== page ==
Fu Man “Who?” – Understanding The Complex Emotions Of Being An Asian-American Man

In a lot of ways our computers, video games, and homework have all been a great distraction for us Asian Men. A porcelain tub we lean back in with eyes closed, dunking our cold and pale bodies as the water blurs our vision and capsizes our eardrums till we can’t hear or see the outside world’s bullshit. We log in, check out, and let all the voices of society silence themselves to sleep while we level up our way to emotional bliss. We escape the pain.

Asian guys are nerds who stay on the computer all the time.


I hate watching American sitcoms, they so rarely reflect the families us Asians grew up with. Most of us Whiz Kids were crafted in a factory that churned out star children; PhD machines who studied and calculated their way to an American dream that wasn’t even ours, but our parents’. It isn’t the dream we wanted but we still did it. Robots aren’t trained to think or decide for themselves. If you aren’t taught to value your own opinions and aspirations then what use is there in having feelings of your own? Feelings get you in trouble because feelings get in the way of The American Dram. You can’t do that.

My Asian ex-boyfriend never opened up to me.


Asian American boys: the bastards of America. Our fathers are off on different shores in distant countries with wives and kids we never met, or up to their necks in TsingTao till their eyes turn red, or buried under a hundred other “gook” bodies that litter the the soils of the Korean and Vietnam War. So you take these fatherless children and expect them to become men yet you deny them the opportunity to see any Asian father figure on the T.V screen they’re cemented in front of. The screens they spend hours and hours in front of. To America it’s a mirror but to us it’s a screen that doesn’t look back. We keep looking but we still can’t find ourselves.

Why are Asian guys so weak and timid? They need to man up!


What happens inside those tiny glowing screens? Like the sight of a thousand Chinese railroad workers hammering a steel nail into the ground the American message is simple and repeated over and over through caricatures and violent acts of racism: your father was no man, you are no man, and your kids will never be a man. Go home, little boy. You do not belong in the land of giants. Your voice does not matter because your voice isn’t loud enough.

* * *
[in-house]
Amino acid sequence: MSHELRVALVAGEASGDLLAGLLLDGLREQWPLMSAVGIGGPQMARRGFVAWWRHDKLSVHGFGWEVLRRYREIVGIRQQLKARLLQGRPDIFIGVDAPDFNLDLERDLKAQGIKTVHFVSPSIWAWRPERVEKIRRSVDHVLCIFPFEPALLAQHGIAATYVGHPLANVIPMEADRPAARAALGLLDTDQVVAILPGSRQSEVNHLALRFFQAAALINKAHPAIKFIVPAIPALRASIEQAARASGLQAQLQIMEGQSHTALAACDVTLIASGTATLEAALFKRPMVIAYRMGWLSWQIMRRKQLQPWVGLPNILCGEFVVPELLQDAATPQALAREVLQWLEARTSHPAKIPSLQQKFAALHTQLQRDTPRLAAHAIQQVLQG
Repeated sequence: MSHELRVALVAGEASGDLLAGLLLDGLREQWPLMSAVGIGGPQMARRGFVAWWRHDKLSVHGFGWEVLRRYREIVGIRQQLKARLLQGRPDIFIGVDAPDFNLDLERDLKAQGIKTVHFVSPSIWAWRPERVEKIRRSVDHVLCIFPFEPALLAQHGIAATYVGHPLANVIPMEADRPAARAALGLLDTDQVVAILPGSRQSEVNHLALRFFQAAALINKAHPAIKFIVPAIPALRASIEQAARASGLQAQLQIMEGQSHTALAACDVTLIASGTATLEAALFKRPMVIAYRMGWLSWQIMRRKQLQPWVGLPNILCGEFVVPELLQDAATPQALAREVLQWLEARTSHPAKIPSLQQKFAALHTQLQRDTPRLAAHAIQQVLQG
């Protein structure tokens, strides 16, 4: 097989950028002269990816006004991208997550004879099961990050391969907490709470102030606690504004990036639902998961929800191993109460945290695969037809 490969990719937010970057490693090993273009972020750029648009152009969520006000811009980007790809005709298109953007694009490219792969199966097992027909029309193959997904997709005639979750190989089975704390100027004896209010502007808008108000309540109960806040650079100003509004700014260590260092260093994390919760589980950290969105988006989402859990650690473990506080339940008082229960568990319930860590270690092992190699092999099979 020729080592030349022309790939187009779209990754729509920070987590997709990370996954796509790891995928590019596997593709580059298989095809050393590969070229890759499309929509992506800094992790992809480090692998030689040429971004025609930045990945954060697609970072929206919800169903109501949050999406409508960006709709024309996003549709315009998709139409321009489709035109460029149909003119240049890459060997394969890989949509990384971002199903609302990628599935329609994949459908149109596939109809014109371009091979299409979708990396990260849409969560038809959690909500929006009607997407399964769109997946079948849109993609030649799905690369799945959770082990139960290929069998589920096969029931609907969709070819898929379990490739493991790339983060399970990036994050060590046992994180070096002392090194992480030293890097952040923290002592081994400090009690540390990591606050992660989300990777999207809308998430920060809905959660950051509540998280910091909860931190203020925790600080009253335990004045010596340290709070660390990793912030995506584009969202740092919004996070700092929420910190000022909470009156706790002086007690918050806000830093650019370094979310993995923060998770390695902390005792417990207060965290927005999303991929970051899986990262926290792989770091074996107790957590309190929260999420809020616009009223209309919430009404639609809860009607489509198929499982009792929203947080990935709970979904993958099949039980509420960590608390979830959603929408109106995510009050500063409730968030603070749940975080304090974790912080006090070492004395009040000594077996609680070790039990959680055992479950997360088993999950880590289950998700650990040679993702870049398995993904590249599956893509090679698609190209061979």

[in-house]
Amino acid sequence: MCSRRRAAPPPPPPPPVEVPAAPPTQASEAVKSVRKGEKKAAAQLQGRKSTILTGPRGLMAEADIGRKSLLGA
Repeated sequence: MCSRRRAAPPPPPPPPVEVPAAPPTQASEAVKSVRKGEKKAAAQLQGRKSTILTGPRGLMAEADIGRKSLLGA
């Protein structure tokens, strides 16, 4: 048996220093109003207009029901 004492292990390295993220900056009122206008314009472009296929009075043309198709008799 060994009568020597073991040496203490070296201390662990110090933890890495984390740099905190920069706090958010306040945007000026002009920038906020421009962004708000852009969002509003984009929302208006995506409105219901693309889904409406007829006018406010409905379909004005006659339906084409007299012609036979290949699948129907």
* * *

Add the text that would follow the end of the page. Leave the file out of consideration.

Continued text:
This Asian guy I like won’t tell me if he likes me back. Why isn’t he speaking to me?


The problem with being an Asian American Man is that you are stuck at a fork in the road but you’ve been told to stay still: while America tugs on your sense of identity and masculinity you want to push back and voice your concerns. But how do you teach a group of men to SPEAK UP when they were raised to politely raise their hands? How do you untangle these robot wires and let these men feel? We may ace and code our way to a middle-class but given the open floor beneath our feet where no one is willing to see us– not Asian women, not other men, not even Asians from Asia – what difference does it make what we think? It’s like we’re still on that railroad pounding away at the ground. This is our life.

I give up on Asian Men. 


Asian Men are a complex and intricate group of individuals. Our own mental and emotional struggles are folded under our pillow by our unrelenting desire to succeed. To prove our worth to our parents that we can do it. That their efforts to cross those seas were not in vain. Dad, I can do it. Mom, I’ll make you proud. But when the the duty of your family pulls us to the right, the hunger to find our own identity yanks to the left, societal pressure drags us down, and the women who love us want us to stand up, we are bound to rip apart like a paper doll being fed into a room with paper shredders on all four walls.

I don’t understand Asian Men.

And you never will…

Because we don’t understand either.


16 thoughts on “Fu Man “Who?” – Understanding The Complex Emotions Of Being An Asian-American Man

  1. Love it bro. What people don’t realize is that the western world is still very racist towards Asian men. Asian men are the only people that get made fun of to their face. Hollywood and media have done huge damage with all the caricatures and penis jokes. Being an asian from asia, I can only imagine how hard and how confidence-killing growing up in such an environment must be. No wonder asian guys in the west appear shy and quiet and tend to stay in an asian circle.

  2. This is an eloquent and poignant description of what it is like to live in America with a dual identity. It is important to acknowledge and articulate the feelings of conflict and invisibility that contribute to the people we become.